SAN FRANCISCO (CBS 5) — We all know smoking, drinking and being overweight increases your risk of cancer. Add to that list: Being tall.
A new report published in The Lancet finds taller women are actually at increased risk for a wide variety of cancers.READ MORE: One Killed in San Jose When Truck Crashes Into Outdoor Diners at Sports Bar
British researchers looked at more than 1 million women around the world and found taller women were at higher risk of all kinds of cancers. Those include cancers of the breast, ovary, and uterus, as well as colon cancer, leukemia and malignant melanoma.
Every 4 inch increase in height increases the risk by about 16 percent.
CBS 5 HealthWatch talked to Dr. Robert Hiatt, an epidemiologist at UCSF, about the findings.
“In my view, it’s not a large risk,” Hiatt said. He said while the risk is real, it’s pretty small.
To reduce your risk of cancer, he said, don’t sweat your height. Hiatt said to eat a healthy diet, exercise and don’t smoke.READ MORE: 'In the Heights' Delights at First Pride Movie Night at Oracle Park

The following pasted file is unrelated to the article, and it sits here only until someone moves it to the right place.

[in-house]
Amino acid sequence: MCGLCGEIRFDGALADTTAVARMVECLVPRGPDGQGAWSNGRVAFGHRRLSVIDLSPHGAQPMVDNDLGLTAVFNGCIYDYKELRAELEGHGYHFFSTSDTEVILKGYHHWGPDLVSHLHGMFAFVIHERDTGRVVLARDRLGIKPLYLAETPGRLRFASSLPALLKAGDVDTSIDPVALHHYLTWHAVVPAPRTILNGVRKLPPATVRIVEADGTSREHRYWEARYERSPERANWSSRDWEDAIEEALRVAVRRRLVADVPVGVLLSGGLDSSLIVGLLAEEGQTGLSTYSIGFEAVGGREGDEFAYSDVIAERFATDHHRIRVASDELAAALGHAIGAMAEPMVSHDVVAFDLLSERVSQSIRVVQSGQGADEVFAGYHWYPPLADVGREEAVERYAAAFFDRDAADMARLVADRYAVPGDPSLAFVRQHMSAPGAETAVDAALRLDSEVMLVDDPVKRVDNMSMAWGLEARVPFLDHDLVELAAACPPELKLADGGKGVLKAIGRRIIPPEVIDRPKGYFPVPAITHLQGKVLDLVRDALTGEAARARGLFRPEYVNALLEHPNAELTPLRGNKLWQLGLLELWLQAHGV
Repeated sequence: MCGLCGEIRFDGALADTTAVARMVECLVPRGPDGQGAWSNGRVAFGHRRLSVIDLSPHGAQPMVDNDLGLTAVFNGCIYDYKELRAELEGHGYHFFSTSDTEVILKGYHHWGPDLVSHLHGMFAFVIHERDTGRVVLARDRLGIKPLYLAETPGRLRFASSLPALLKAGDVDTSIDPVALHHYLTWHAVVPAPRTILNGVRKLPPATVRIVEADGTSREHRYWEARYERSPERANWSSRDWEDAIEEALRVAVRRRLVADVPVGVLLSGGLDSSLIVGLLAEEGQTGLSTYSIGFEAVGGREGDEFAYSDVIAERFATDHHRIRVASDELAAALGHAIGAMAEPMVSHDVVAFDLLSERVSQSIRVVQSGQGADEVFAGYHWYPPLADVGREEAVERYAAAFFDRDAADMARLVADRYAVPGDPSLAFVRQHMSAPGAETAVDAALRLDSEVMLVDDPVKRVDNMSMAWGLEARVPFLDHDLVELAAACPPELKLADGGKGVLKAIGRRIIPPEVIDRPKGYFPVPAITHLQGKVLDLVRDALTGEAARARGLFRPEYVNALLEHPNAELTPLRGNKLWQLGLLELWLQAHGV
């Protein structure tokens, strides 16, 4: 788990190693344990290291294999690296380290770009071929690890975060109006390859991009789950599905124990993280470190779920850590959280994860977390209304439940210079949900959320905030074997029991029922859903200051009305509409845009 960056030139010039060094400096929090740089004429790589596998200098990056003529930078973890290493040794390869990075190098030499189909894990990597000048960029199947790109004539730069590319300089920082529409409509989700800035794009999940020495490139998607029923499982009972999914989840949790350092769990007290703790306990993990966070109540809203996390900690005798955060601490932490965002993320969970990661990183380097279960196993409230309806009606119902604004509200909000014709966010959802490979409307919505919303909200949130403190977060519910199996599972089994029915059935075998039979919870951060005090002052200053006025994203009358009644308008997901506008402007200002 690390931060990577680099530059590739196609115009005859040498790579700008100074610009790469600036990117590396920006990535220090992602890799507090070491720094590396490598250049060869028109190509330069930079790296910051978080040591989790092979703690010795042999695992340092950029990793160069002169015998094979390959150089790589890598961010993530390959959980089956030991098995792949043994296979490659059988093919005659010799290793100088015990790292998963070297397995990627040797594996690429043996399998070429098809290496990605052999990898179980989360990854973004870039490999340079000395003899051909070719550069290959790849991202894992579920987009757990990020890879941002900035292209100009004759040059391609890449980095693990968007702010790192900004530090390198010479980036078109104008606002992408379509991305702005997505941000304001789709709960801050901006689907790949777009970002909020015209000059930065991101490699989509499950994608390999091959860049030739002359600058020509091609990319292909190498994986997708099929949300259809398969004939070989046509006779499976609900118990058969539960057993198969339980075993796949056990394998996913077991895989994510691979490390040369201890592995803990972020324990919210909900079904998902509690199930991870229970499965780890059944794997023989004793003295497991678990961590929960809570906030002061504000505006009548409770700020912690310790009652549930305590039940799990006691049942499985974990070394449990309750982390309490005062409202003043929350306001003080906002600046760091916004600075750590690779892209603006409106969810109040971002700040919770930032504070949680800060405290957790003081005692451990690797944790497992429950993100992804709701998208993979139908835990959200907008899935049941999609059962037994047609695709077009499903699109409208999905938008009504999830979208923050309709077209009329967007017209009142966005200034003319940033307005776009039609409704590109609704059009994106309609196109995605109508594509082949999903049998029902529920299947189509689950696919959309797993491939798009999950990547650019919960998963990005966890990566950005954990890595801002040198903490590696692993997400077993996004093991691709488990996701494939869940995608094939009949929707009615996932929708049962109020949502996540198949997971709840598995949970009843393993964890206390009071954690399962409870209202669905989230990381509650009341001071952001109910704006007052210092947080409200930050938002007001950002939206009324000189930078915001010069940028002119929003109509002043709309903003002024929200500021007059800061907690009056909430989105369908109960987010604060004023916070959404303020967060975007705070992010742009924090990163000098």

“Maybe if women are on a little taller side they have to pay more attention to those exact recommendations, but not to change anything I would say.” Hiatt remarked.
Hiatt said these findings may help scientists better understand what cancer is and when it starts.
“Instead of thinking about what we’re exposed to as adults that may lead to cancer, this turns our attention to what may be going on earlier in life,” said Hiatt.
As to why a higher risk? No one knows for sure.
The researchers say taller people have more cells and more stem cells, and thus they have more cell turnover. But it could also be due to environmental factors, including childhood nutrition and illnesses.MORE NEWS: COVID Reopening: Napa County Toasts Return Of Visitors, Business Close To Normal Levels
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